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Sunday, April 14, 2024

Why The Masked Singer’s Rudy Giuliani Reveal Failed

The Monitor is a weekly column devoted to everything happening in the WIRED world of culture, from movies to memes, TV to Twitter.

On Wednesday night, the most unpredictably predictable thing happened: The Masked Singer revealed Rudy Giuliani to be its latest disguised contestant. Very few people at home were shocked—Deadline reported on the former New York City mayor’s appearance on the show back in February—but as Giuliani reprised his rendition of George Thorogood and the Destroyers’ “Bad to the Bone,” judge Ken Jeong walked off stage in apparent disgust. The fact that the show’s producers brought on former president Donald Trump’s adviser in an attempt to draw attention isn’t that much of a surprise. But the fact that the gambit didn’t work should be.

Television shows, be they news programs or reality series, book controversial, lightning-rod guests to get ratings. It is, to use a cliché, one of the oldest tricks in the book. In fact, it’s a trick The Masked Singer has pulled before; the show had former vice presidential candidate Sarah Palin as a contestant in early 2020. That performance, however, got drowned out by news that Tom Hanks had Covid-19. Giuliani’s appearance, meanwhile, was overshadowed by (among other things) the fact that he has been subpoenaed by the House committee investigating the January 6 insurrection on the US Capitol for perpetuating bogus claims that the 2020 election was stolen from Trump.

As the show aired Wednesday night, Twitter lit up with commentary—much of it negative—about Giuliani’s appearance. But all that chatter, typically gold for a TV show trying to pull in viewers, didn’t translate to huge ratings. The show brought in only 3.6 million viewers, the lowest of the season so far. Those who did tune in, it seems, did so only to verify that the dystopian moment they’d read about really happened—and that Jeong walked off, which he did, proclaiming “I’m done.”

Perhaps so are viewers. As much as they love to watch train wrecks play out on their TV screens, the failure of Giuliani’s appearance on The Masked Singer to snatch ratings demonstrates that stunt casting of this sort has limits. Having former White House press secretary Sean Spicer on Dancing with the Stars tiptoed up to the line; Giuliani appears to have crossed it. Sometimes lightning rods just get you blown up.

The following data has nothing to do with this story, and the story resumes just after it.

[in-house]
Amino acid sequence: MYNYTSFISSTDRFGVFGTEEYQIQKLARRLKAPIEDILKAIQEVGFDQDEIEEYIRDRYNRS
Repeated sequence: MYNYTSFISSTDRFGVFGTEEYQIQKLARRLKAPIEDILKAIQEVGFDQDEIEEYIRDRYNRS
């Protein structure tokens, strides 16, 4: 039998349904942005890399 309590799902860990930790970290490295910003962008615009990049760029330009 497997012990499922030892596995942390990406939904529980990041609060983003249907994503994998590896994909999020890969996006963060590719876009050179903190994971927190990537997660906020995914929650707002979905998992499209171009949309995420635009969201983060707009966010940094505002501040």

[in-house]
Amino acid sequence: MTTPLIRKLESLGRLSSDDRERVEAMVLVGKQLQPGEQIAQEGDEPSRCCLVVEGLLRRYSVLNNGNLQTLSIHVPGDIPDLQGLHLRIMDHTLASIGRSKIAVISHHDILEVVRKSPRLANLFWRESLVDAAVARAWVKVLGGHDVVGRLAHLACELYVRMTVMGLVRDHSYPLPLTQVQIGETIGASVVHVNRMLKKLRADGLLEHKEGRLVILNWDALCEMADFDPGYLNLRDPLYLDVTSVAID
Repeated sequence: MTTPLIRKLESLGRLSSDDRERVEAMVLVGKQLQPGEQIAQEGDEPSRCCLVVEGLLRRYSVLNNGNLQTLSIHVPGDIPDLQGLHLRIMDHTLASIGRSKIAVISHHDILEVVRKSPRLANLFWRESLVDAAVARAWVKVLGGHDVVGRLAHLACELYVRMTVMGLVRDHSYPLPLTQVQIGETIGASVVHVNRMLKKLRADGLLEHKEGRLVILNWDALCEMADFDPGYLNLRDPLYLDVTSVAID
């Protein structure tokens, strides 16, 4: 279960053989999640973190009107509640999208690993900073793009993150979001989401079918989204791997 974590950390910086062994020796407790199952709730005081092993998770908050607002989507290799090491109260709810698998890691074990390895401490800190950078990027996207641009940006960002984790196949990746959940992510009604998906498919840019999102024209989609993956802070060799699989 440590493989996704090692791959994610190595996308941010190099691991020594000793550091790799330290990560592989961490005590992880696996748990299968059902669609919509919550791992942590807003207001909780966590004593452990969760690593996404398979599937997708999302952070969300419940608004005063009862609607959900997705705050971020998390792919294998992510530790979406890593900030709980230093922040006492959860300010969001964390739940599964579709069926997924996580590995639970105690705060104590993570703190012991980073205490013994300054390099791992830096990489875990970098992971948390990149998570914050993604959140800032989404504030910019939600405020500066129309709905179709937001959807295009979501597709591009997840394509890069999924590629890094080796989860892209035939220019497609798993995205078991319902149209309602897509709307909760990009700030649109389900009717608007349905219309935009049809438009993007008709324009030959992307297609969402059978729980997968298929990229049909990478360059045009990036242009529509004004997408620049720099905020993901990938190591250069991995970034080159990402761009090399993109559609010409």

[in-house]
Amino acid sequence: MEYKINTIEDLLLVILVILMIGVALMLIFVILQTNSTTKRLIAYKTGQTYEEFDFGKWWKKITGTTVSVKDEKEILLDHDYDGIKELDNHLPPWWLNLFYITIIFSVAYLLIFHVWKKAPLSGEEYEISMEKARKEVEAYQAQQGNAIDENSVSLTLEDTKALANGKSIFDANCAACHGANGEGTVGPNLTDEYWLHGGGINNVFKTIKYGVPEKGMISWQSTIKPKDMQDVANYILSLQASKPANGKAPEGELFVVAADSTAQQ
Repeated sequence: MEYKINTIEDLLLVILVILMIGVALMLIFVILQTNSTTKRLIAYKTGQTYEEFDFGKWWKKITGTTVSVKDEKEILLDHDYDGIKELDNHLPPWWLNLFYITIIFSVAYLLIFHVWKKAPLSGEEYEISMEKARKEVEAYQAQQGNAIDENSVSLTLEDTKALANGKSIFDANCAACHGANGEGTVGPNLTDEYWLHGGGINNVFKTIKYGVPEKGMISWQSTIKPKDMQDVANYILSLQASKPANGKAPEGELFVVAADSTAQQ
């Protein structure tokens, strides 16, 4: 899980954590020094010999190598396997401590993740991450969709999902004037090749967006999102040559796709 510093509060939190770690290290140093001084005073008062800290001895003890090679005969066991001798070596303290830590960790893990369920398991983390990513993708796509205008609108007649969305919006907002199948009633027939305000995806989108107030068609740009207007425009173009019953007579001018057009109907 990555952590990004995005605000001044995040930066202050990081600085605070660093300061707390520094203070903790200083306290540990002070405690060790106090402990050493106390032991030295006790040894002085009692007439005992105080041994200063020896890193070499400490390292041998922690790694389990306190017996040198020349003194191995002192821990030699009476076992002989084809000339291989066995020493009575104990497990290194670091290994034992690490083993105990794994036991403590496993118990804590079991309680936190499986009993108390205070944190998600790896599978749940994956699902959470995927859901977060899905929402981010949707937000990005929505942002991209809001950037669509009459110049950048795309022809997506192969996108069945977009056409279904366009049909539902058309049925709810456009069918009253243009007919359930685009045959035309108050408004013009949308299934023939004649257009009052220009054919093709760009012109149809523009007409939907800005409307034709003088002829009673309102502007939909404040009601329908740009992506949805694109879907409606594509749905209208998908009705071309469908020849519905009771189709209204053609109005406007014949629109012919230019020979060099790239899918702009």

The Masked Singer’s ratings dip comes at a precarious time for network television. Yes, the industry has been facing stiff competition from streaming services for years, but recently broadcast TV has fallen way behind. Just this week Nielsen reported streaming content occupied some 30 percent of viewers’ TV usage in March, while broadcast’s share fell below 25 percent. Cable TV nabbed the bulk of viewing time—37 percent—but that was largely driven by news outlets covering Russia’s invasion of Ukraine. And if we’ve learned anything this week, it’s that traditional TV can’t just jump into the streaming game and expect to snag viewers, even if that streaming service is offering news. (RIP, CNN+.)

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So, what’s a television network to do? It’s hard to keep up when hitmakers like Shonda Rhimes leave networks for streamers like Netflix, but even Netflix has had a bad week when it comes to keeping people tuned in. And really, it’s the keeping people around that seems to be the problem. For years streaming services like Netflix attracted new users by offering flashy shows that they rarely kept around for longer than a few seasons. They’ve managed to hold on to most viewers, but even that method can’t last forever. With so many viewing options, booking button-pushing guests like Giuliani or adding flashy shows that lose their luster after one season won’t keep people coming back for more. Viewers crave consistency. Turning Rudy Giuliani into a jack-in-the-box isn’t it.

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